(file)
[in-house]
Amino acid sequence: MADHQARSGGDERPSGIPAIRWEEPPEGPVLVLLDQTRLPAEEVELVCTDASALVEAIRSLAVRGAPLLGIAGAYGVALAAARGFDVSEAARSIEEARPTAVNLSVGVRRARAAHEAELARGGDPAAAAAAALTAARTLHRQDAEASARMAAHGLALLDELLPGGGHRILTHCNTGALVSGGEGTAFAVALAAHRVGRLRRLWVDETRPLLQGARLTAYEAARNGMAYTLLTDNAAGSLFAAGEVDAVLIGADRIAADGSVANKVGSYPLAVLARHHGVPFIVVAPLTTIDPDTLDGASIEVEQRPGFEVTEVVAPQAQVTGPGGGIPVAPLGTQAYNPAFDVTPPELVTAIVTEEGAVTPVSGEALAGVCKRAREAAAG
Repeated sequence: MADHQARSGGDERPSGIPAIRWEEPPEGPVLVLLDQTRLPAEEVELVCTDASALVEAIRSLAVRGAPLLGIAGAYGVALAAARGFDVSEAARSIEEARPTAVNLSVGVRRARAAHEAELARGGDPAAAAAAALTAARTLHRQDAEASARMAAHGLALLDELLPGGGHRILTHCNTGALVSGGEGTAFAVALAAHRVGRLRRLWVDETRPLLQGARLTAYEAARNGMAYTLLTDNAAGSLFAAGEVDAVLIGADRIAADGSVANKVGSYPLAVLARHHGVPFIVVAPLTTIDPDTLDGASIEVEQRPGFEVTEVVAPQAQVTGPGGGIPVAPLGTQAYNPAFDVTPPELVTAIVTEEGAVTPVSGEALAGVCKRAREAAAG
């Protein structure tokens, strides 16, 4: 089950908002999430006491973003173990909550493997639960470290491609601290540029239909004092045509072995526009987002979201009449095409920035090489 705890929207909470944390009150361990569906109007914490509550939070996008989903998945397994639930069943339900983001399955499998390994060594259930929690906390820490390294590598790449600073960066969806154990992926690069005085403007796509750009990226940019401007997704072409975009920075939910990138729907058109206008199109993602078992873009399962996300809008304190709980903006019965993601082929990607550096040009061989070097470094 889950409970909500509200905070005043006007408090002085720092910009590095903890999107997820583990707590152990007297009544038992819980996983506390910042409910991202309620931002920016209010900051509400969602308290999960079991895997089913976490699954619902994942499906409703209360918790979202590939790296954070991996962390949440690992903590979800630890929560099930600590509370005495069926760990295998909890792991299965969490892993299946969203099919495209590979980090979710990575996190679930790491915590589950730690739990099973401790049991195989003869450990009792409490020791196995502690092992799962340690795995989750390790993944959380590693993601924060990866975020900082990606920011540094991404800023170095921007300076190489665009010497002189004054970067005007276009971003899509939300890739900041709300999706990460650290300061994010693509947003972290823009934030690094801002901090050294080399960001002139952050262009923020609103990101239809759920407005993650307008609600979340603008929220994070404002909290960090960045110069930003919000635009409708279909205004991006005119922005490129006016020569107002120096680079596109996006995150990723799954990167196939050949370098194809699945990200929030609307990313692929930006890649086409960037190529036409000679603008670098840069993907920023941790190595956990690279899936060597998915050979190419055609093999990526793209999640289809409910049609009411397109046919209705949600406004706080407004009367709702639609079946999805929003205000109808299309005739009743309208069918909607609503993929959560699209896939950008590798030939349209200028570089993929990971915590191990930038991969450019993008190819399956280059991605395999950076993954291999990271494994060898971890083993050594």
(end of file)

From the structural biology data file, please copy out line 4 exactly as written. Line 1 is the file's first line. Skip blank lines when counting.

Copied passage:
């Protein structure tokens, strides 16, 4: 089950908002999430006491973003173990909550493997639960470290491609601290540029239909004092045509072995526009987002979201009449095409920035090489 705890929207909470944390009150361990569906109007914490509550939070996008989903998945397994639930069943339900983001399955499998390994060594259930929690906390820490390294590598790449600073960066969806154990992926690069005085403007796509750009990226940019401007997704072409975009920075939910990138729907058109206008199109993602078992873009399962996300809008304190709980903006019965993601082929990607550096040009061989070097470094 889950409970909500509200905070005043006007408090002085720092910009590095903890999107997820583990707590152990007297009544038992819980996983506390910042409910991202309620931002920016209010900051509400969602308290999960079991895997089913976490699954619902994942499906409703209360918790979202590939790296954070991996962390949440690992903590979800630890929560099930600590509370005495069926760990295998909890792991299965969490892993299946969203099919495209590979980090979710990575996190679930790491915590589950730690739990099973401790049991195989003869450990009792409490020791196995502690092992799962340690795995989750390790993944959380590693993601924060990866975020900082990606920011540094991404800023170095921007300076190489665009010497002189004054970067005007276009971003899509939300890739900041709300999706990460650290300061994010693509947003972290823009934030690094801002901090050294080399960001002139952050262009923020609103990101239809759920407005993650307008609600979340603008929220994070404002909290960090960045110069930003919000635009409708279909205004991006005119922005490129006016020569107002120096680079596109996006995150990723799954990167196939050949370098194809699945990200929030609307990313692929930006890649086409960037190529036409000679603008670098840069993907920023941790190595956990690279899936060597998915050979190419055609093999990526793209999640289809409910049609009411397109046919209705949600406004706080407004009367709702639609079946999805929003205000109808299309005739009743309208069918909607609503993929959560699209896939950008590798030939349209200028570089993929990971915590191990930038991969450019993008190819399956280059991605395999950076993954291999990271494994060898971890083993050594």